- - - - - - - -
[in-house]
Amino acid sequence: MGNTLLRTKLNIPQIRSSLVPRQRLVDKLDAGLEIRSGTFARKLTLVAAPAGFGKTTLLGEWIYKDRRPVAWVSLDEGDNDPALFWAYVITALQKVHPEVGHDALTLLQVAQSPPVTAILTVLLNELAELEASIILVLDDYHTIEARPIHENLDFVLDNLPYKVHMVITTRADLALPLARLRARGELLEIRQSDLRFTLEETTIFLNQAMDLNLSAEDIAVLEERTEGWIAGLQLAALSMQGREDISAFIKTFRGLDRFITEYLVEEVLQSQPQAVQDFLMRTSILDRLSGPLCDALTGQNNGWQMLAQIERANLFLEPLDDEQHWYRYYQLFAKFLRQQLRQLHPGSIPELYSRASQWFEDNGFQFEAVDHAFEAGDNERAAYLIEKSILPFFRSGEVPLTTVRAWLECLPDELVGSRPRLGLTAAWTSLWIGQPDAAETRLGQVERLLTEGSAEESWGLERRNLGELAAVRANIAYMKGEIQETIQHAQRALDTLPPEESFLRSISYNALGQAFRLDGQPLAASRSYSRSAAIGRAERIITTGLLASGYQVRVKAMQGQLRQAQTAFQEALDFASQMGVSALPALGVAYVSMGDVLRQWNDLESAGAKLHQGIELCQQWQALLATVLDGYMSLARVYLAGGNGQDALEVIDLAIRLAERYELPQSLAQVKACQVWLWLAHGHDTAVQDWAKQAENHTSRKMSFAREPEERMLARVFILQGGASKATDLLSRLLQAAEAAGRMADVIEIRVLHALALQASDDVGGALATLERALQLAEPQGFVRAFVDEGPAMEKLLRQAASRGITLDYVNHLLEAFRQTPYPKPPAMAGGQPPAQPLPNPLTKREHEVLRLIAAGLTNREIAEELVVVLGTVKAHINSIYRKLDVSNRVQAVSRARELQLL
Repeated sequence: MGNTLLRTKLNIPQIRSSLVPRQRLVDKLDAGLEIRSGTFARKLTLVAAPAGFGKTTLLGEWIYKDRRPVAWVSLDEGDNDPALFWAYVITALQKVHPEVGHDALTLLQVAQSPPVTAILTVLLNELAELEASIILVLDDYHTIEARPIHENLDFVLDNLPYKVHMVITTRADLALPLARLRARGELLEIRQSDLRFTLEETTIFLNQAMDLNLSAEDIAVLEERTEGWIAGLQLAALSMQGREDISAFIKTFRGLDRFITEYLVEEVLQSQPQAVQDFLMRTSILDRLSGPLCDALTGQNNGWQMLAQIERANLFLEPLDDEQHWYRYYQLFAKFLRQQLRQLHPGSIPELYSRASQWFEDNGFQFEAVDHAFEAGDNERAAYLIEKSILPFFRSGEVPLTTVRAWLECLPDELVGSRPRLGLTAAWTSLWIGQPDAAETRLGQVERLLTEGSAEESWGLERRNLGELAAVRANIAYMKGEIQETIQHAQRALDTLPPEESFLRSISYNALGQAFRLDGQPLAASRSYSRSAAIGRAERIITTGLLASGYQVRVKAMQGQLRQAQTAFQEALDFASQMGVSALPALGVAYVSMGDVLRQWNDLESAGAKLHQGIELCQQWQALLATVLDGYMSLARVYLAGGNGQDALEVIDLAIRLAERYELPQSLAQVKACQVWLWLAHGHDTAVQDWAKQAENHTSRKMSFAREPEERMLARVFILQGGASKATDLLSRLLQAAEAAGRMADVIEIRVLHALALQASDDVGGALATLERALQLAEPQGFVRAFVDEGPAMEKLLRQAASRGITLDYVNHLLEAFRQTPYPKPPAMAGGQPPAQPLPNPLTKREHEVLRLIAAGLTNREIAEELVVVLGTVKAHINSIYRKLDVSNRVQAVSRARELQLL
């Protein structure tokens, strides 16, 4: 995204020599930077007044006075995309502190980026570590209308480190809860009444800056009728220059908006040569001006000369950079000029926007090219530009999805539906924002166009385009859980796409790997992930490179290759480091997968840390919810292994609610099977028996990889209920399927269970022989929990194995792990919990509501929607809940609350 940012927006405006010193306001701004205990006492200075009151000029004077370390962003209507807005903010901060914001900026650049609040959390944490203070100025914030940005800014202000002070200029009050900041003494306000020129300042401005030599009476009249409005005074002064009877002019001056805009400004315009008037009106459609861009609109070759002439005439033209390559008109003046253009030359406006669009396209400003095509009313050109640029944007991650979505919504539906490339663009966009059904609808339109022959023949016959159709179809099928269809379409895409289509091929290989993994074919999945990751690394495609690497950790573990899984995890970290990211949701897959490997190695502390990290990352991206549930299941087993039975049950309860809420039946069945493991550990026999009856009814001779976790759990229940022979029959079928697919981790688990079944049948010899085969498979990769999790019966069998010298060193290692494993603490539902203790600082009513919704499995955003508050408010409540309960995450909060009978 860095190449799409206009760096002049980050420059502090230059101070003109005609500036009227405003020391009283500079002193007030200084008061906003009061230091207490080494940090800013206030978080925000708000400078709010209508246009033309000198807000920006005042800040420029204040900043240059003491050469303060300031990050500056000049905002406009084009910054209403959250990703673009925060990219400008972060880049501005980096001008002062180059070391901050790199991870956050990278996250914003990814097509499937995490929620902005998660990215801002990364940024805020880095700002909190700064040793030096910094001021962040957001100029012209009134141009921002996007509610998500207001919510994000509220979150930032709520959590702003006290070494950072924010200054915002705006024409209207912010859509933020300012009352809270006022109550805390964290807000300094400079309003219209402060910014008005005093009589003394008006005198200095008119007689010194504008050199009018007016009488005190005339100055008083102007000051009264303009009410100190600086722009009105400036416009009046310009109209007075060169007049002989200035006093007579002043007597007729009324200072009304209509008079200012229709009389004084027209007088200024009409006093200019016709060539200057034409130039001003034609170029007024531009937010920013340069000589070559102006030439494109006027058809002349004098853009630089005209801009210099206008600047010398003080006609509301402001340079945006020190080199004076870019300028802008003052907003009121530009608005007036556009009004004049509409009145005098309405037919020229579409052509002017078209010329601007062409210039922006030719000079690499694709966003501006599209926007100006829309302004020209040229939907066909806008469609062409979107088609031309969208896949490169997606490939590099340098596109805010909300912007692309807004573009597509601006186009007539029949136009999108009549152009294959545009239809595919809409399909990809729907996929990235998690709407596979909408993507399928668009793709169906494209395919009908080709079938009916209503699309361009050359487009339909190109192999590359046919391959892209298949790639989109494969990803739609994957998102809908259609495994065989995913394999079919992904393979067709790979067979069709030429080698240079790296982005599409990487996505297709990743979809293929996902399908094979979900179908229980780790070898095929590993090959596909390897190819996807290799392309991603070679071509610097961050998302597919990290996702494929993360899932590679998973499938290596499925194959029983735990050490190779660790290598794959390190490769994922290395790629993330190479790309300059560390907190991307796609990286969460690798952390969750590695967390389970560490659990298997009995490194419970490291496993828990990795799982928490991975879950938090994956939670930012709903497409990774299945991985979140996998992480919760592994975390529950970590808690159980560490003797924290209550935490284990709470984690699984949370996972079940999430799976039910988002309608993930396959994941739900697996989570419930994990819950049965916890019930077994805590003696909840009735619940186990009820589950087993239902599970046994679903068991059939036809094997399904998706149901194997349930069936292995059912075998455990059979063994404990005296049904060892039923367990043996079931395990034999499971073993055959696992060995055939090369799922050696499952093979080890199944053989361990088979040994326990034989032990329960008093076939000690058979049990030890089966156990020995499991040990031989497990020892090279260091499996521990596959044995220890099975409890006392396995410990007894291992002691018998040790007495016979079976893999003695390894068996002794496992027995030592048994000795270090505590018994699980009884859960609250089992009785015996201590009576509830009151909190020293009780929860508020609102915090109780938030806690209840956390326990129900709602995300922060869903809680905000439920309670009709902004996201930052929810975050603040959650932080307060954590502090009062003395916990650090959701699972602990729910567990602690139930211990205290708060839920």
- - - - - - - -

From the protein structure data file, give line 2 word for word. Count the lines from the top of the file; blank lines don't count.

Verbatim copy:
Amino acid sequence: MGNTLLRTKLNIPQIRSSLVPRQRLVDKLDAGLEIRSGTFARKLTLVAAPAGFGKTTLLGEWIYKDRRPVAWVSLDEGDNDPALFWAYVITALQKVHPEVGHDALTLLQVAQSPPVTAILTVLLNELAELEASIILVLDDYHTIEARPIHENLDFVLDNLPYKVHMVITTRADLALPLARLRARGELLEIRQSDLRFTLEETTIFLNQAMDLNLSAEDIAVLEERTEGWIAGLQLAALSMQGREDISAFIKTFRGLDRFITEYLVEEVLQSQPQAVQDFLMRTSILDRLSGPLCDALTGQNNGWQMLAQIERANLFLEPLDDEQHWYRYYQLFAKFLRQQLRQLHPGSIPELYSRASQWFEDNGFQFEAVDHAFEAGDNERAAYLIEKSILPFFRSGEVPLTTVRAWLECLPDELVGSRPRLGLTAAWTSLWIGQPDAAETRLGQVERLLTEGSAEESWGLERRNLGELAAVRANIAYMKGEIQETIQHAQRALDTLPPEESFLRSISYNALGQAFRLDGQPLAASRSYSRSAAIGRAERIITTGLLASGYQVRVKAMQGQLRQAQTAFQEALDFASQMGVSALPALGVAYVSMGDVLRQWNDLESAGAKLHQGIELCQQWQALLATVLDGYMSLARVYLAGGNGQDALEVIDLAIRLAERYELPQSLAQVKACQVWLWLAHGHDTAVQDWAKQAENHTSRKMSFAREPEERMLARVFILQGGASKATDLLSRLLQAAEAAGRMADVIEIRVLHALALQASDDVGGALATLERALQLAEPQGFVRAFVDEGPAMEKLLRQAASRGITLDYVNHLLEAFRQTPYPKPPAMAGGQPPAQPLPNPLTKREHEVLRLIAAGLTNREIAEELVVVLGTVKAHINSIYRKLDVSNRVQAVSRARELQLL